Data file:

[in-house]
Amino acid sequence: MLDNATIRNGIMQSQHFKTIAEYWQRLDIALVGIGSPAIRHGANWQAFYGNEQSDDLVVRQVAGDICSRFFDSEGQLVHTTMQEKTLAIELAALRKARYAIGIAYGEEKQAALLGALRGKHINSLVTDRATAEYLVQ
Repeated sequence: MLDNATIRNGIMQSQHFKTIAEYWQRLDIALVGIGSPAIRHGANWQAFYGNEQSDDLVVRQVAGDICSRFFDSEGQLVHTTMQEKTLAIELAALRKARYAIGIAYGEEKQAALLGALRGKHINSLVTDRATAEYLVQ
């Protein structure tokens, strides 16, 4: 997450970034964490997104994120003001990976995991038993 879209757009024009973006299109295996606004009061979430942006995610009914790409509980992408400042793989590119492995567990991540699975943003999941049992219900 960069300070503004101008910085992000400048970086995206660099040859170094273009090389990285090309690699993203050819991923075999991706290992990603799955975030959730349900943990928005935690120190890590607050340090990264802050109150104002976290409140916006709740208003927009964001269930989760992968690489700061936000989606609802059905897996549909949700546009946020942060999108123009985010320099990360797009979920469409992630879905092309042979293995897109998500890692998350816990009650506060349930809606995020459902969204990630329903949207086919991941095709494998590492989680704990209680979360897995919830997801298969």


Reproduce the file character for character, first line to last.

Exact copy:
[in-house]
Amino acid sequence: MLDNATIRNGIMQSQHFKTIAEYWQRLDIALVGIGSPAIRHGANWQAFYGNEQSDDLVVRQVAGDICSRFFDSEGQLVHTTMQEKTLAIELAALRKARYAIGIAYGEEKQAALLGALRGKHINSLVTDRATAEYLVQ
Repeated sequence: MLDNATIRNGIMQSQHFKTIAEYWQRLDIALVGIGSPAIRHGANWQAFYGNEQSDDLVVRQVAGDICSRFFDSEGQLVHTTMQEKTLAIELAALRKARYAIGIAYGEEKQAALLGALRGKHINSLVTDRATAEYLVQ
């Protein structure tokens, strides 16, 4: 997450970034964490997104994120003001990976995991038993 879209757009024009973006299109295996606004009061979430942006995610009914790409509980992408400042793989590119492995567990991540699975943003999941049992219900 960069300070503004101008910085992000400048970086995206660099040859170094273009090389990285090309690699993203050819991923075999991706290992990603799955975030959730349900943990928005935690120190890590607050340090990264802050109150104002976290409140916006709740208003927009964001269930989760992968690489700061936000989606609802059905897996549909949700546009946020942060999108123009985010320099990360797009979920469409992630879905092309042979293995897109998500890692998350816990009650506060349930809606995020459902969204990630329903949207086919991941095709494998590492989680704990209680979360897995919830997801298969």